On the Lighter Side: More on music legend Ronnie Milsap

Joe Guilbeau

Last week, I discussed the career of country music legend Ronnie Milsap. Just as there’s more to come with the career of this great artist, there’s more to the story of his road to success.

Joe Guilbeau

In the fall of 1964, Milsap declined a scholarship to law school and left college to pursue a full-time career in music. He met Joyce Reeves one night at a dinner party during this period, and the two were married in 1965.

In 1963, Milsap met Atlanta disc jockey Pat Hughes, who became an early supporter of his music career. Around the same time, Milsap auditioned for a job as a keyboardist for musical J.J. Cale and over the next few years, he worked soul music artists like Ray Charles and Stevie Wonder.

Also in 1965, Milsap recorded “Let’s Get Stoned,” which was relegated to a B-side. A month later, it became a million-seller for Ray Charles, who heard the song and liked Milsap’s version so much that he decided to record it himself. At about that that time, Milsap recorded “Ain’t No Soul Left in These Old Shoes,” which eventually became popular in England, where northern DJs discovered the song, which became a floor-filler in northern soul clubs.

Like other artists of the same era as Linda Ronstadt, Glen Campbell, Marty Robbins and Ray Charles, Milsap’s albums during the 1980s often featured songs in a variety of musical styles that showcased his remarkable range and versatility as a singer. Milsap, in fact, became the first country music artist to be played in full rotation on MTV.

“I’m a singer, not a vocal stylist,” Milsap explained. “My breathing is correct, my enunciation is precise, and because of that I can sing anybody’s music.

“Yet there are stylists whose technical skills are so underdeveloped that they can sing only their own sings their own way,” he said. “They might be remembered for their hits longer than I am. I’ll probably be working longer than they are. I can sing whatever the times and the trend demand.”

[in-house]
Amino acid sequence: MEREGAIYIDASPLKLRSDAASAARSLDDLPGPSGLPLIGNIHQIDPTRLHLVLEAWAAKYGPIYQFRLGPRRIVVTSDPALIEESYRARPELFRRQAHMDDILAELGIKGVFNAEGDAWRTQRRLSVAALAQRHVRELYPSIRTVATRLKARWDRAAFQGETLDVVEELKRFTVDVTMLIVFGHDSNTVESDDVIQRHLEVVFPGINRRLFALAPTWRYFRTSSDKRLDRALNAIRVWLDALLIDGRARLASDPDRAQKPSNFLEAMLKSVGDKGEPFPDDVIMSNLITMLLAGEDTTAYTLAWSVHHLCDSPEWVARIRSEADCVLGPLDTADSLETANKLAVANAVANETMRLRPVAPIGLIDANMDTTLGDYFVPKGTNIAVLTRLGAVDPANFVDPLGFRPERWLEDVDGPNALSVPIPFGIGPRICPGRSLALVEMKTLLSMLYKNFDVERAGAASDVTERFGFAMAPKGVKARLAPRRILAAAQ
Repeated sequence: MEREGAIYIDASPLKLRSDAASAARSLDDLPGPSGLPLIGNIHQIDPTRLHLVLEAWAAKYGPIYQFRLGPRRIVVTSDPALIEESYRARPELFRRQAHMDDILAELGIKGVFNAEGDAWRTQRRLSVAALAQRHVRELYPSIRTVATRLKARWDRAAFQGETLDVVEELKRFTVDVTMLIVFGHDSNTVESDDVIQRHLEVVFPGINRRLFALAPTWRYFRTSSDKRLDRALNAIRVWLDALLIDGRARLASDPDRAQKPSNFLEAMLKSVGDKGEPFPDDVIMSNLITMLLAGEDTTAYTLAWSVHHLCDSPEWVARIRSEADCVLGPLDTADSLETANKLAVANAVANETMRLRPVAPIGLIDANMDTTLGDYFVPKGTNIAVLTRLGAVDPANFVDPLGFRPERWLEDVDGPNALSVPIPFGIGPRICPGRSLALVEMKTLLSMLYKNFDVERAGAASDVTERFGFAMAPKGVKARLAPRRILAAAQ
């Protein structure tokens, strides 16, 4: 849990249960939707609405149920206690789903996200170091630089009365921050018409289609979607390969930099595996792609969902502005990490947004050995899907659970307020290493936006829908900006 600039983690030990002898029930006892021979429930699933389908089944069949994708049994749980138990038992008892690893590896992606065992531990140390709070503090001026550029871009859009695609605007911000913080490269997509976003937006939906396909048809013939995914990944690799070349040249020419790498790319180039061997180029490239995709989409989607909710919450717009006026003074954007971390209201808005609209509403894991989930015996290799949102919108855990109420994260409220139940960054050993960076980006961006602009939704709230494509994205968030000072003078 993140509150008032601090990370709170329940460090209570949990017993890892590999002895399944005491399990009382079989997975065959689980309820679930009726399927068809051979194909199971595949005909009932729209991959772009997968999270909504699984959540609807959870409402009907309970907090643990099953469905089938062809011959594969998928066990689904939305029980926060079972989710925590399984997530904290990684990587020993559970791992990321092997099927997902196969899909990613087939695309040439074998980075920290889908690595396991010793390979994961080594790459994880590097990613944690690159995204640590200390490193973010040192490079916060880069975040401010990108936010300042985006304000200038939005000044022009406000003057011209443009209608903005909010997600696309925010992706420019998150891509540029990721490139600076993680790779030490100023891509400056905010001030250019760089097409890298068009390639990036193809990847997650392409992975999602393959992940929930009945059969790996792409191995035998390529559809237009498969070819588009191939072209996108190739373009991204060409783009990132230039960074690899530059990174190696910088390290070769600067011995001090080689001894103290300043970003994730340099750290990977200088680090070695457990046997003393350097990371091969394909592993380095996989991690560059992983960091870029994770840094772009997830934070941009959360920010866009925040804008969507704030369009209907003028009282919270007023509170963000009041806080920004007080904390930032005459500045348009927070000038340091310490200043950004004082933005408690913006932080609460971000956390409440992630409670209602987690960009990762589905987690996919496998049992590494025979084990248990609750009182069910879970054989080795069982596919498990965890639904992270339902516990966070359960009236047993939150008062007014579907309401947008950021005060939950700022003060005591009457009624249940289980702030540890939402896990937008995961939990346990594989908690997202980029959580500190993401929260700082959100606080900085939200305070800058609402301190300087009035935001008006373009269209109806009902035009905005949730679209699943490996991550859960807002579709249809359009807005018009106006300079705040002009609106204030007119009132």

Between 1985 and 1987, Milsap enjoyed a string of uninterrupted country singles, enjoying great success at this time with “She Keeps the Home Fires Burning,” “In Love,” Snap Your Fingers,” “Where Do the Nights Go,” and his Grammy-winning duet with Kenny Rogers “Make No Mistake, She’s Mine.”

Milsap did a lot of work as a session musician on numerous projects including several recordings with Elvis Presley.

Milsap has remained as one of country music’s best loved and most successful artists, despite lack of airplay since the mid-1990s. In 2000, Milsap recorded a CD set of 40 No. 1 hits. This new collection earned him a Gold Record. In 1990, Milsap wrote and released his autobiography “Almost Like a Song.”

Milsap’s biography was featured in an edition of “A&E Biography.” He has also been featured in numerous CMT programs, including “40 Greatest Men of Country Music.”

A highway north of his hometown has been named “Ronnie Milsap Memorial Highway” –  a nice honor for a true music legend.